Foreign investors to get wider benefits in new industrial policy

The facilities extended to foreign investors are set to be increased in the new industrial policy in yet another bid to bump up the disappointing inflow of investment from abroad.

For instance, foreign investors who take up green, high-tech or transformative projects will get a special financial incentive package.

There will be an integrated one-stop service, country-specific economic zones or industrial parks for foreign investors, as per the draft of the Industrial Policy 2016.

The draft was approved on February 24 by the cabinet committee on economic affairs and is now awaiting the nod from the prime minister.

Despite a series of efforts, the inflow of foreign direct investment remained at 1 percent of the country’s gross domestic product.

In contrast, the FDI flows to Vietnam, China, and India were 6 percent, 5 percent and 3.5 percent of their GDPs respectively.

The government has already taken an initiative to set up separate economic zones for different countries.

The government has announced that about 100 economic zones will be set up throughout the country. The initiative is now being integrated into the formal policy.

Other than the separate economic zones, the foreign investors will also enjoy tax holidays.

Any foreign investor who invests $10 lakh or transfers $20 lakh to a recognised financial institution can apply for Bangladeshi citizenship, according to the new policy.

Prospective foreign investors will be given five-year multiple visa.

Two new sectors — high-priority industry and creative industry — will be included in the proposed industrial policy, for which the government will provide financial and policy support.

While there is a list of priority industries in the existing policy, the new policy cranked up the urgency, drafting in a list of high-priority industries.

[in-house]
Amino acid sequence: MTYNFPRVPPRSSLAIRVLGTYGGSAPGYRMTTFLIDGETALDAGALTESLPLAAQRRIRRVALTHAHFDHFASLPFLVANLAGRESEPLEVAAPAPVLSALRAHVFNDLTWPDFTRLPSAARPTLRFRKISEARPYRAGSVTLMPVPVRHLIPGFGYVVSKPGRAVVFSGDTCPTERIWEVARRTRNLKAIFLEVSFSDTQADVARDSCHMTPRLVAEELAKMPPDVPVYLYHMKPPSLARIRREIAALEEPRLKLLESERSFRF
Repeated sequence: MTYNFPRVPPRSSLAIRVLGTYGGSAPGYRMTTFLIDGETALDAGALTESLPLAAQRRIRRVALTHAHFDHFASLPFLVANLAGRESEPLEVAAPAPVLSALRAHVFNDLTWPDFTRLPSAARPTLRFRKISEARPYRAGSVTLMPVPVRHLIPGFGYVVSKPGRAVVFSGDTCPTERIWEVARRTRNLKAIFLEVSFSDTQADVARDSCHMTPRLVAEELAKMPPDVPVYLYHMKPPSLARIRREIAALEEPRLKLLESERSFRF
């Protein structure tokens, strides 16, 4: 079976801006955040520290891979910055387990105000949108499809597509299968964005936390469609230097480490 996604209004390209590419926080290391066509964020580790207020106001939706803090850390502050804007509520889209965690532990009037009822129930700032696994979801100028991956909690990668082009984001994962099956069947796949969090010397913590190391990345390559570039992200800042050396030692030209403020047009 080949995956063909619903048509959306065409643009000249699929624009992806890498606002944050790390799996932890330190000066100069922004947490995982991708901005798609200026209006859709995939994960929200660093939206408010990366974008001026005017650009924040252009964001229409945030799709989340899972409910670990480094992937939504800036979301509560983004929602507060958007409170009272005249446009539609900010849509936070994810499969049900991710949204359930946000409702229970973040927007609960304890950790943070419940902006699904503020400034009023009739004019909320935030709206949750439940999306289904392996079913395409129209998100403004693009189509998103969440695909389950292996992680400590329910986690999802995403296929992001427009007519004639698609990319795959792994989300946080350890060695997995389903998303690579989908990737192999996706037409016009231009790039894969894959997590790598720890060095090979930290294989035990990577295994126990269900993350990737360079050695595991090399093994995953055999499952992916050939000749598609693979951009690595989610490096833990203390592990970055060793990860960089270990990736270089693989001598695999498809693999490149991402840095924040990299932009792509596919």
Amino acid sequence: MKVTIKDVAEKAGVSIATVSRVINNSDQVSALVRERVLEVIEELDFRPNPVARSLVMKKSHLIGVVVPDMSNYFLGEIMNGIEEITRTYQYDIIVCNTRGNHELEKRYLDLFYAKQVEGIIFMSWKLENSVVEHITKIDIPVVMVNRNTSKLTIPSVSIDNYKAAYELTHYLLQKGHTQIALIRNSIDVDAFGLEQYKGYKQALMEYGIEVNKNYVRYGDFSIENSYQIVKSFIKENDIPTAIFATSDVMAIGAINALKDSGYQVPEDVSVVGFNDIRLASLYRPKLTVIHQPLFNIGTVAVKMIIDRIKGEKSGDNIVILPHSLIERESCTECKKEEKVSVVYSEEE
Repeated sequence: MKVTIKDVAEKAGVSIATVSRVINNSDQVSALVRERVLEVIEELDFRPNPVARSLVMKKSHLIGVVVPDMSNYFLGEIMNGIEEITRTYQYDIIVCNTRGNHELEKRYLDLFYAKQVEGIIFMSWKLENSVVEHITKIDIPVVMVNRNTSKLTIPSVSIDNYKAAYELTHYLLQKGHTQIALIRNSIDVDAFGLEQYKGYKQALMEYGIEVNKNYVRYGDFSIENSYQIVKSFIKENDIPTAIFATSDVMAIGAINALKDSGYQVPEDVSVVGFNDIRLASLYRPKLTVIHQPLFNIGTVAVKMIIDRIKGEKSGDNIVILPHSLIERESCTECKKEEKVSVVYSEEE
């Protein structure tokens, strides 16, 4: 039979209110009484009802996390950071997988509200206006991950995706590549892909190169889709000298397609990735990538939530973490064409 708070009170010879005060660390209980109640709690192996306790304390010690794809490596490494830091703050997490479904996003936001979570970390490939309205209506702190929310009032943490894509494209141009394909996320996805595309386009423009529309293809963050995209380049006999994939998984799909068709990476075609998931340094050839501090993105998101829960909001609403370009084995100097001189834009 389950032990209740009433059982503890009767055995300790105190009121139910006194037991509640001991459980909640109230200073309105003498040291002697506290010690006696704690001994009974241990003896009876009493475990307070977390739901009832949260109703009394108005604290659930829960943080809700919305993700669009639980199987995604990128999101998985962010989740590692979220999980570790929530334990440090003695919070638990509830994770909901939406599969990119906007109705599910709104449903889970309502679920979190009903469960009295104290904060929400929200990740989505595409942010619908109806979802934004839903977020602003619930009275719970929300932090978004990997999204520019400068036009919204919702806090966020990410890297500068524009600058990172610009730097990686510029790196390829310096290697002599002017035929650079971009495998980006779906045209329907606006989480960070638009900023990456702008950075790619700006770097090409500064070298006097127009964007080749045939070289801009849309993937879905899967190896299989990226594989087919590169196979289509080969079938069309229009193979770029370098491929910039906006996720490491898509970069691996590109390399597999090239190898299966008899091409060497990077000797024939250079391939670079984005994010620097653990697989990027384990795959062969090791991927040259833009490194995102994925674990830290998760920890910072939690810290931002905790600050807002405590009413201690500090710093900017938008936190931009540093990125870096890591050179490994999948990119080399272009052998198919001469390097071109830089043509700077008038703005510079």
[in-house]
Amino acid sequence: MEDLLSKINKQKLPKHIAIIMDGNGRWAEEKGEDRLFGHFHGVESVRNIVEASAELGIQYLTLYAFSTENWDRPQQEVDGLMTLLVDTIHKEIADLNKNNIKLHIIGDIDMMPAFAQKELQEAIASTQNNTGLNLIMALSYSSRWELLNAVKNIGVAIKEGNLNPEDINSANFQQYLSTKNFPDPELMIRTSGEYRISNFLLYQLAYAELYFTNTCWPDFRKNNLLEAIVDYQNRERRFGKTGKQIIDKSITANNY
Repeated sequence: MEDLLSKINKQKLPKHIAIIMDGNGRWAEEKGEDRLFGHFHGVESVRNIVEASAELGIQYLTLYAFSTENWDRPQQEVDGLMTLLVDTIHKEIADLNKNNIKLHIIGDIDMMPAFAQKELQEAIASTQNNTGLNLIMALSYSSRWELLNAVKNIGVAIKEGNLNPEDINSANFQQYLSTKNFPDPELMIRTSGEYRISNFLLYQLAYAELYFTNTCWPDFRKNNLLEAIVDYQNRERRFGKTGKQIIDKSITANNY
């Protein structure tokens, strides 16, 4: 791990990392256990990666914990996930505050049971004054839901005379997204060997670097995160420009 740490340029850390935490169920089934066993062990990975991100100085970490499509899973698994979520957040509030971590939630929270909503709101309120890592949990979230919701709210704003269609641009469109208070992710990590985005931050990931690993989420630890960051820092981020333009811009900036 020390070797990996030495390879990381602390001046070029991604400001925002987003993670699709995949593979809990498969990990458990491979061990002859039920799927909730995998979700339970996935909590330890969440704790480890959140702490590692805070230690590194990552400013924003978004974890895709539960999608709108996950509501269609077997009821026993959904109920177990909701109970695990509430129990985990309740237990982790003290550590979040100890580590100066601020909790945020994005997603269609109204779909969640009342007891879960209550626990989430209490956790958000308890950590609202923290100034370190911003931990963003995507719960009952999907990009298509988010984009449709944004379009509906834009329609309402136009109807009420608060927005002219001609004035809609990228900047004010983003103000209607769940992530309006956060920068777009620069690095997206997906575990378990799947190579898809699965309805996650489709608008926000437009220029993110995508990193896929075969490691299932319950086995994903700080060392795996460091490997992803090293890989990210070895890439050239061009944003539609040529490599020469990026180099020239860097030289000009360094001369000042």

The industrial policy, in its definition, said the high priority industries are those sectors that create large-scale employment through quick expansion and earn substantial amounts of export revenue.

Subsequently, the industries will get priority in receiving government incentives for rapid development.

Six industries have been included in the high-priority category: agriculture and food processing, garment, ICT and software, pharmaceuticals, leather and leather products, and jute and jute goods.

Creative industries have been defined as the sectors producing aesthetic and creative products by using artistic and innovative thinking and techniques or modern technology.

These include architecture, art and antique, design, fashion design, film and video, interactive laser software, software, and computer and media programmes.

A plan is underway to map out the creative industries in the country, according to the policy. The government will then provide policy and institutional support for the expansion of these industries.

In the industrial policy of 2010, specific tax benefits for under-developed and priority sectors were mentioned but the proposed policy said the tax facility will be given as per the existing customs, VAT and income tax laws.

The priority sectors and sub-sectors will get timely and separate investment incentives, according to the new policy.

The Bangladesh Bank, the National Board of Revenue, the Board of Investment and other related agencies will take the necessary steps.

Specific investment incentives, including subsidies, tax and duty rebate, have been proposed for the areas falling behind economically and in industrialisation.

The proposed policy has redefined the sizes of industrial units.

For example, a company with asset value of over Tk 50 crore and 300 employees will be deemed a large industrial unit.

At present, a company with assets of over Tk 30 crore and employees of 250 now qualify as a large industrial unit. However, if a garment unit has staff count of more than 1,000, it will fall in the big industry category.

The BB has recommended the inclusion of annual turnover in the definition, which will bring down the facilities enjoyed by the companies. A company with annual turnover of over Tk 300 crore should be counted as a big industrial unit, according to the BB proposal.

For a mid-sized company, it will be between Tk 100 crore and Tk 300 crore. A small unit will have Tk 20 crore in annual turnover and micro- and cottage-industrial units below Tk 5 crore.

In an effort to reform the state-run companies, the new policy made several proposals: increasing private involvement in the loss-making state enterprises is one of them.